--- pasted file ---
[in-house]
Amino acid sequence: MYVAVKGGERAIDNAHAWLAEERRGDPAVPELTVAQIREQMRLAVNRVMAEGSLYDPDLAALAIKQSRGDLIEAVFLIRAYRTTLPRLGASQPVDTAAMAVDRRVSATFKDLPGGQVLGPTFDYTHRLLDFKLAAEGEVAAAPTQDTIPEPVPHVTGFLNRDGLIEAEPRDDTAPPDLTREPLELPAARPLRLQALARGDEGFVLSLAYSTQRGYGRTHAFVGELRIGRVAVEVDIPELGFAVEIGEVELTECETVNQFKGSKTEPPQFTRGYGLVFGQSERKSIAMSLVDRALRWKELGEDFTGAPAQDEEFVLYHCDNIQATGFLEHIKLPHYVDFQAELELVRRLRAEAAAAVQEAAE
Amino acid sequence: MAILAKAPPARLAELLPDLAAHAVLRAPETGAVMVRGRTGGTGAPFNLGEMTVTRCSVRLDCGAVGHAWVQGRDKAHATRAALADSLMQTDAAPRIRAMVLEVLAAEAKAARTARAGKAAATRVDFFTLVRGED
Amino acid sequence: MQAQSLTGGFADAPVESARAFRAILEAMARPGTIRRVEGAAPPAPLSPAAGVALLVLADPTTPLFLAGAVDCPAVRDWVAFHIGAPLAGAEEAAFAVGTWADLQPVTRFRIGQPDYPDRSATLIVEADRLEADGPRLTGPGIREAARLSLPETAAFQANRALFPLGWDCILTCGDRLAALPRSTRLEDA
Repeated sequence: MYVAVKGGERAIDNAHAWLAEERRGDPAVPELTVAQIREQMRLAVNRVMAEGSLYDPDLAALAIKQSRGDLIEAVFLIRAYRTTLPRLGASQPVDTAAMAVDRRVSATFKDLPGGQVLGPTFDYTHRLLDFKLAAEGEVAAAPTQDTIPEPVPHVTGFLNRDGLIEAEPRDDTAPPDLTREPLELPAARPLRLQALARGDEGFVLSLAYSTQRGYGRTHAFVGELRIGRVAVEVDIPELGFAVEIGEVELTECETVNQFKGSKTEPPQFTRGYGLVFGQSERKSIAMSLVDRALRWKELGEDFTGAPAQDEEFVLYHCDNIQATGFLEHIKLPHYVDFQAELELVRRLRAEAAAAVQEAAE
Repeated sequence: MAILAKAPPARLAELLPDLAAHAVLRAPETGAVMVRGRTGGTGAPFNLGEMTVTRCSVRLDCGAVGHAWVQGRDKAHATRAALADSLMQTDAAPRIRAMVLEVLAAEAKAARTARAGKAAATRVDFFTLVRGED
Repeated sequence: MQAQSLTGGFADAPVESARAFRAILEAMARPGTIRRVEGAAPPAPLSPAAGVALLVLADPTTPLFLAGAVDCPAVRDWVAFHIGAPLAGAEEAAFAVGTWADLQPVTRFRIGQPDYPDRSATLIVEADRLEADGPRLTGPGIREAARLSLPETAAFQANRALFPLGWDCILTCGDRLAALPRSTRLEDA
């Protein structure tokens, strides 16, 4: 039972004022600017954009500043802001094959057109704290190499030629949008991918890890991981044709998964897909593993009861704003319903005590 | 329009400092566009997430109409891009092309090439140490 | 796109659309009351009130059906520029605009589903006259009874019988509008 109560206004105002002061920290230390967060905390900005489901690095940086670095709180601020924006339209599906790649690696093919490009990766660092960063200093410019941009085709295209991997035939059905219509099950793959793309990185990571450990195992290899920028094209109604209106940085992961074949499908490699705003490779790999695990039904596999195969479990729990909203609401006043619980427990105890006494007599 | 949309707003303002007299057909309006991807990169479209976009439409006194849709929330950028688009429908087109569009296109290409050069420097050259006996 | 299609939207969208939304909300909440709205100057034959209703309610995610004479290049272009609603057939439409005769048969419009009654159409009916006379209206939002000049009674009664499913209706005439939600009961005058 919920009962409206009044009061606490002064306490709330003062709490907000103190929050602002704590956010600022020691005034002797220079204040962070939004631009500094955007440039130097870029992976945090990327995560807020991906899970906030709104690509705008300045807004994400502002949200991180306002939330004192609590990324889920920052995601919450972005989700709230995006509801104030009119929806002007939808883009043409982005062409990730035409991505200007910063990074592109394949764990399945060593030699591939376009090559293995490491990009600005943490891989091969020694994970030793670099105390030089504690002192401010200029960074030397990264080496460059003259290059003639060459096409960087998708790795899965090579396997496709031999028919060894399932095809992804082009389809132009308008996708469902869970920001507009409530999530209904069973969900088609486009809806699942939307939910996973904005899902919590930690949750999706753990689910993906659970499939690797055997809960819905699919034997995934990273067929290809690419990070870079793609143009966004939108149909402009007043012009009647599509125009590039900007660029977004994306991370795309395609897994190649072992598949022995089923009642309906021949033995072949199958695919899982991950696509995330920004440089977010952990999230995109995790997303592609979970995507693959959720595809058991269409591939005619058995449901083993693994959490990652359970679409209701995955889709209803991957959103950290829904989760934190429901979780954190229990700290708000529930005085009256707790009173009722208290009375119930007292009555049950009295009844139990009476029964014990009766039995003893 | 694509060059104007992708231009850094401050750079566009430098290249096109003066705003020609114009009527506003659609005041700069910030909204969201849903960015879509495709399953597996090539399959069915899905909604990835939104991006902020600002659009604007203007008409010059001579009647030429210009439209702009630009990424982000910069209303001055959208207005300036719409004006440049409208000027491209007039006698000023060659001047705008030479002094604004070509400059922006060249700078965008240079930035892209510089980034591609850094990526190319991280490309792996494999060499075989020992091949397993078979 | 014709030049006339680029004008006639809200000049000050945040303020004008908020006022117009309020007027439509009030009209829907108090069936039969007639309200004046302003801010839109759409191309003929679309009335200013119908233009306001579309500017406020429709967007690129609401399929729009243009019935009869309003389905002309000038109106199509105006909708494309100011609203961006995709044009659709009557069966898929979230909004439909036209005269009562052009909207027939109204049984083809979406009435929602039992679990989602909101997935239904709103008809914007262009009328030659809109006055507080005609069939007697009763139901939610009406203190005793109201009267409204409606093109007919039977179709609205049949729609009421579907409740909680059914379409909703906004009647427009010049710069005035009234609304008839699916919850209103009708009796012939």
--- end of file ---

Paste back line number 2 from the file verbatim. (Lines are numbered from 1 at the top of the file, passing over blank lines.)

Amino acid sequence: MYVAVKGGERAIDNAHAWLAEERRGDPAVPELTVAQIREQMRLAVNRVMAEGSLYDPDLAALAIKQSRGDLIEAVFLIRAYRTTLPRLGASQPVDTAAMAVDRRVSATFKDLPGGQVLGPTFDYTHRLLDFKLAAEGEVAAAPTQDTIPEPVPHVTGFLNRDGLIEAEPRDDTAPPDLTREPLELPAARPLRLQALARGDEGFVLSLAYSTQRGYGRTHAFVGELRIGRVAVEVDIPELGFAVEIGEVELTECETVNQFKGSKTEPPQFTRGYGLVFGQSERKSIAMSLVDRALRWKELGEDFTGAPAQDEEFVLYHCDNIQATGFLEHIKLPHYVDFQAELELVRRLRAEAAAAVQEAAE